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GENERAL SANTOS, Philippines – Environmentalists and anti-mining groups have expressed their dismay about a decision by the Court of Tax Appeals (CTA) to stop the local government of Tampakan in South Cotabato from collecting taxes from mining company Sagittarius Mines Incorporated (SMI).
The proposed gold-copper mining operations in Tampakan have been a topic of controversy among various groups.
Rene Pamplona, the chairperson of the Alyansa Tigil Mina (ATM), downplayed the jubilant reactions of pro-SMI groups to the CTA’s temporary restraining order (TRO), calling it a short-term decision that was only valid for 20 days.
Pamplona said he was still hoping that the CTA will uphold the decision of a regional court in upholding the right of the town government to compel SMI to pay its tax arrears.
A CTA’s TRO, dated February 10, suspends a Regional Trial Court (RTC) order which upheld a move by the Tampakan town government to collect nearly P400 million in taxes and arrears from SMI.
SMI and pro-mining groups in the province have hailed the CTA decision as a major legal victory, but it has remained unclear if the TRO was already served as of posting time.
Pamplona criticized the CTA’s decision, saying that it was inconsistent with local autonomy and the Local Government Code because it would limit the Tampakan town government’s ability to collect SMI’s tax arrears.
The Code empowers local governments to decide on mining projects that fall within their jurisdictions.
Tampakan Mayor Leonard Escobillo revoked SMI’s town permit in September 2022 because the company’s business description was allegedly falsely stated.
The assessed taxes, amounting to P397 million, prompted SMI to file a case against the local government before the RTC.
The lower court, however, ruled in favor of the town government, prompting SMI to elevate the case to the CTA, which subsequently issued a restraining order.
The CTA also directed the Tampakan town government to desist from implementing a warrant of distraint and levy or a warrant of garnishment on SMI’s properties and from collecting the assessed deficiency taxes.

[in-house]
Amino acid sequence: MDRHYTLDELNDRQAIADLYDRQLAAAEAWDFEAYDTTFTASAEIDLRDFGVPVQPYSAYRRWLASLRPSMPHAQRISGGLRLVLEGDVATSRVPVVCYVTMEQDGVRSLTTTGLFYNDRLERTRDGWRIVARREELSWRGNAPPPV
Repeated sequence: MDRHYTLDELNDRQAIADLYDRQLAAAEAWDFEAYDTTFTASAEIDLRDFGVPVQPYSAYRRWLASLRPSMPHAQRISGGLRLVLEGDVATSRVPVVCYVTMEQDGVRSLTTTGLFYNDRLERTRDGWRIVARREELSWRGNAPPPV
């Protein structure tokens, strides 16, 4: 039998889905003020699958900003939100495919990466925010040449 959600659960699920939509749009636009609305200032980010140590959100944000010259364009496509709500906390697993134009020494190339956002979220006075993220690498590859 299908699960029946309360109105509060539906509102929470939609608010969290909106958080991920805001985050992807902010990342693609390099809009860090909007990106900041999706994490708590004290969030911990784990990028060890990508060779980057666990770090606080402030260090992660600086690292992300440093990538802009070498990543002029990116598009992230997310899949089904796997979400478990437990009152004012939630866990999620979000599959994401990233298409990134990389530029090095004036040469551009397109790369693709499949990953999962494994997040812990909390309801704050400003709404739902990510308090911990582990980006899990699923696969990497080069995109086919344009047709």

The tax court ruled that the tax assessment violated SMI’s procedural and substantive right to due process.
The amount being collected is enough to cripple and cause damage to the SMI gold-copper project, its host communities, and the government, the CTA said.
Blaan tribal leaders in the town, who have been advocating for a provincial ordinance that would lift the ban on open-pit mining, hailed the CTA ruling as a victory in their effort to get SMI to start its mining operations in Tampakan.
Jaybee Garganera, ATM’s national coordinator, said some tribal leaders were “misinformed about the principles of local autonomy when it comes to a local government giving its approval to national projects.”
Garganera said the state is required to seek the green light of local governments for environmentally-critical projects.
He also said the Local Government Code mandates the national government to conduct consultations with different stakeholders.
In a March 17 statement, SMI president Roy Deveraturda said that although the pending case before the CTA involving the company and the Tampakan town government pertains to business taxes, it was false to claim that the CTA issued a 20-day TRO.
Deveraturda clarified that the CTA granted a preliminary injunction, suspending tax collection until the case’s final disposition.
He alleged that the municipal government ordered the SMI facility closed down on September 15, 2022, while the court’s status quo ante order was in effect.
He also said Tampakan officials wrongly accused SMI of fraud and misrepresentation during the business permit application process, asserting that the CTA reviewed the submitted evidence and determined that the company had been truthful.
Deveraturda voiced his frustration with what he called the mining industry’s “public trial” and noted that advancements in mining science and technology have made current mining practices different from their predecessors.
He also lamented that while many criticize large mining operations and responsible miners, few address illegal small-scale mining’s environmental degradation and fatal consequences.
Deveraturda said environmental stewardship was paramount to SMI. “Taking care of the environment is of primary importance in all responsible mining companies’ operations, including that of SMI. Demonizing the industry belittles the invaluable contribution of the mining industry to the society and the local and global economies,” he said. – Rappler.com